Updated June 2022
Legislation currently pending in the Ohio House Finance Committee has the potential to expand the Ohio Housing Trust Fund, the primary source of state funding for homelessness and affordable housing programs.
House Bill 237 would modernize county recording documents and increase recording fees, which have traditionally been divided equally between the OHTF and the counties. However, the current version of the bill would upset historic precedent by funneling all increased revenue to the counties. Furthermore, county recorders’ shift to digital and online document recording systems encouraged by the legislation will create uncertainty for future OHTF revenues.
Ask your state legislators to support an amendment to HB 237 that would restore the traditional 50-50 split between the OHTF and counties, because:
- Voters approved the constitutional amendment on Ohio Housing Assistance in 1990 prompting the legislature to create the Ohio Housing Trust Fund with broad bipartisan support.
- Three study committees recommended creating a Housing Trust Fund fee to mirror the county recorder fee.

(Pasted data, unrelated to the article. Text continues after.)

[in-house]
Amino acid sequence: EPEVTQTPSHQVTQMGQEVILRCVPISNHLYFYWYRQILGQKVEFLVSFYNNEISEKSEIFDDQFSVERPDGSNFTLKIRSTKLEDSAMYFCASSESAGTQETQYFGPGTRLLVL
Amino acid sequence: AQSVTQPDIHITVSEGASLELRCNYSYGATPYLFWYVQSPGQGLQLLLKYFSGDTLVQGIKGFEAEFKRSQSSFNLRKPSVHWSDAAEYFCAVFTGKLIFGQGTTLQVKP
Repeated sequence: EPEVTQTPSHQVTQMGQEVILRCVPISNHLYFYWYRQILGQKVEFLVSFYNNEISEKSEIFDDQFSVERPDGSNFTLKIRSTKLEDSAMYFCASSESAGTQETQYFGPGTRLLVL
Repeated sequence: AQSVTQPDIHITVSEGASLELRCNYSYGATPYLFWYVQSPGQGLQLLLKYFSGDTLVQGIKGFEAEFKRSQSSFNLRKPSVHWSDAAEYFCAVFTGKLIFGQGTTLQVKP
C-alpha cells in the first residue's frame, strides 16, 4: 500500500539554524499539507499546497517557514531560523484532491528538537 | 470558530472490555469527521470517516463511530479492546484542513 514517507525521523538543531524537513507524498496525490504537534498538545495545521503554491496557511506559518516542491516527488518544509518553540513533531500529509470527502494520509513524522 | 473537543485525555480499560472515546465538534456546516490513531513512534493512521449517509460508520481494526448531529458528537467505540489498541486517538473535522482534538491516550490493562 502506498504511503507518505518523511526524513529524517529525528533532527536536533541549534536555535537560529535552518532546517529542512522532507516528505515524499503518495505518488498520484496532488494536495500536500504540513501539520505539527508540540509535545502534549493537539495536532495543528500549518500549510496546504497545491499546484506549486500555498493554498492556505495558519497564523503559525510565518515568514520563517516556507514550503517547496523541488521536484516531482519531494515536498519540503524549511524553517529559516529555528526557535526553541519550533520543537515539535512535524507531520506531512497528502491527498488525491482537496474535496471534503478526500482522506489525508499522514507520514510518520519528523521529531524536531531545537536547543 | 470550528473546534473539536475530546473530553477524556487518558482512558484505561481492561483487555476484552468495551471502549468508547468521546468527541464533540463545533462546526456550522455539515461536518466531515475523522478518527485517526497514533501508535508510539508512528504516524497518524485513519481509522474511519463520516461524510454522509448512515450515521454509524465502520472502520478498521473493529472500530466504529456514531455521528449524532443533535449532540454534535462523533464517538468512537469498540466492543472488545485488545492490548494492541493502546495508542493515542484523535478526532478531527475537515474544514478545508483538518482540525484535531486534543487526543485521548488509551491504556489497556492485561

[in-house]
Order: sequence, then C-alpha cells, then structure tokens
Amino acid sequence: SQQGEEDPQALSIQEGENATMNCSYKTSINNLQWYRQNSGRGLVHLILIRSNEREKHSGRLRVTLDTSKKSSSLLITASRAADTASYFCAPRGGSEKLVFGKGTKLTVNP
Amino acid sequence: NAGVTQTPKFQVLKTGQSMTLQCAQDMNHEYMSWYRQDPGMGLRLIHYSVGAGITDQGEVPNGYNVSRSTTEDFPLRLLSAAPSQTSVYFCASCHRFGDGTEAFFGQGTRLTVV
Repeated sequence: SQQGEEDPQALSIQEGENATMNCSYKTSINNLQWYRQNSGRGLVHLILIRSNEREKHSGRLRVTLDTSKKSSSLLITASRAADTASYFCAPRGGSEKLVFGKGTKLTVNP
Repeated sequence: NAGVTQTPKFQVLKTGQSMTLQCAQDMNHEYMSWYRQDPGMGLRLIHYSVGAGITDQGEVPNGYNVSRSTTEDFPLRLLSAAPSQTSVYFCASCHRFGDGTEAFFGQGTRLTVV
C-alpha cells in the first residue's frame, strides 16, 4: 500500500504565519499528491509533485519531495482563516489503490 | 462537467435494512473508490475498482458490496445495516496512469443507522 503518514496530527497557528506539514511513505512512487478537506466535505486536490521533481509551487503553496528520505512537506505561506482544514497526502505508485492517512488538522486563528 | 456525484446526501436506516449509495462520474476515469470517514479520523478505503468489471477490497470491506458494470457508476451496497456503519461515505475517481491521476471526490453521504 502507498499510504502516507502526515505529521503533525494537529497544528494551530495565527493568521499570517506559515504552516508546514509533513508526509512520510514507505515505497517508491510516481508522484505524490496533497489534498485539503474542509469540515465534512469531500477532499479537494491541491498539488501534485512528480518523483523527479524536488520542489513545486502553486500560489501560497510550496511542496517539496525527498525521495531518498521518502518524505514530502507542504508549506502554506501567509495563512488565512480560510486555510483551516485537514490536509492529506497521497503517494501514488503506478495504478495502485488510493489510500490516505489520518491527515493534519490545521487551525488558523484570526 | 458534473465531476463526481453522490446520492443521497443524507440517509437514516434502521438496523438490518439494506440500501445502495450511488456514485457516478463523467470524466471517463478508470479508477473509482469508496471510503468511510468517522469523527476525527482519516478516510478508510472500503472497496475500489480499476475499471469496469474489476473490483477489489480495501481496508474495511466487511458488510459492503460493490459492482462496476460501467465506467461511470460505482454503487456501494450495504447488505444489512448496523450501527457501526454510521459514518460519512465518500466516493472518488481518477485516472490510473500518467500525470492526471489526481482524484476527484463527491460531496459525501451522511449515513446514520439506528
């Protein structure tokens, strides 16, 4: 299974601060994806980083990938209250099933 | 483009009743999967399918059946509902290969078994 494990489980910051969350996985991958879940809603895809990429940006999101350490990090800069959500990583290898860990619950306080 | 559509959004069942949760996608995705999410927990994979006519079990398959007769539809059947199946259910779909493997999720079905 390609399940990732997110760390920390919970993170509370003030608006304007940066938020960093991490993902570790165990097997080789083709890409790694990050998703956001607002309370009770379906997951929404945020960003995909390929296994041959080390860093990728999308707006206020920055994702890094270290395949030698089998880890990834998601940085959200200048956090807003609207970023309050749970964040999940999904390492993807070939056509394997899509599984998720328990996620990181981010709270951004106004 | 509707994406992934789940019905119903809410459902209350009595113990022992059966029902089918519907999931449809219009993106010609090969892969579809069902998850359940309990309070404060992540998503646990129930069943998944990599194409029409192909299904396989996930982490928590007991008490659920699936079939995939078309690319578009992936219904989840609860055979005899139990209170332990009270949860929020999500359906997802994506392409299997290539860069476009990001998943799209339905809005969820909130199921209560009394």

- Since the OHTF fee was enacted nearly 20 years ago, all revenue collected by recorders has been divided 50-50 between counties and the OHTF. This should continue to be the case.
- The OHTF generates sends about $50 million a year to agencies that serve homeless children and veterans, and repairs homes for low-income seniors and people with disabilities through local Habitat for Humanity chapters and Area Agencies on Aging.
- State law requires at least half of total OHTF allocations go to non-urban counties [OHTF projects by county]
- The OHTF leverages far more investment in private and federal funds. Each OHTF dollar allocated generates $9.55 in economic activity for Ohio.
- HB 237 as-introduced provides a long-term opportunity to improve housing stability by including the OHTF in the proposed recording fee adjustment.
- Restoring the OHTF to HB 237 will provide greater certainty for OHTF revenues to ensure local agencies can continue stabilizing the lives of Ohioans living in very precarious and unhealthy circumstances.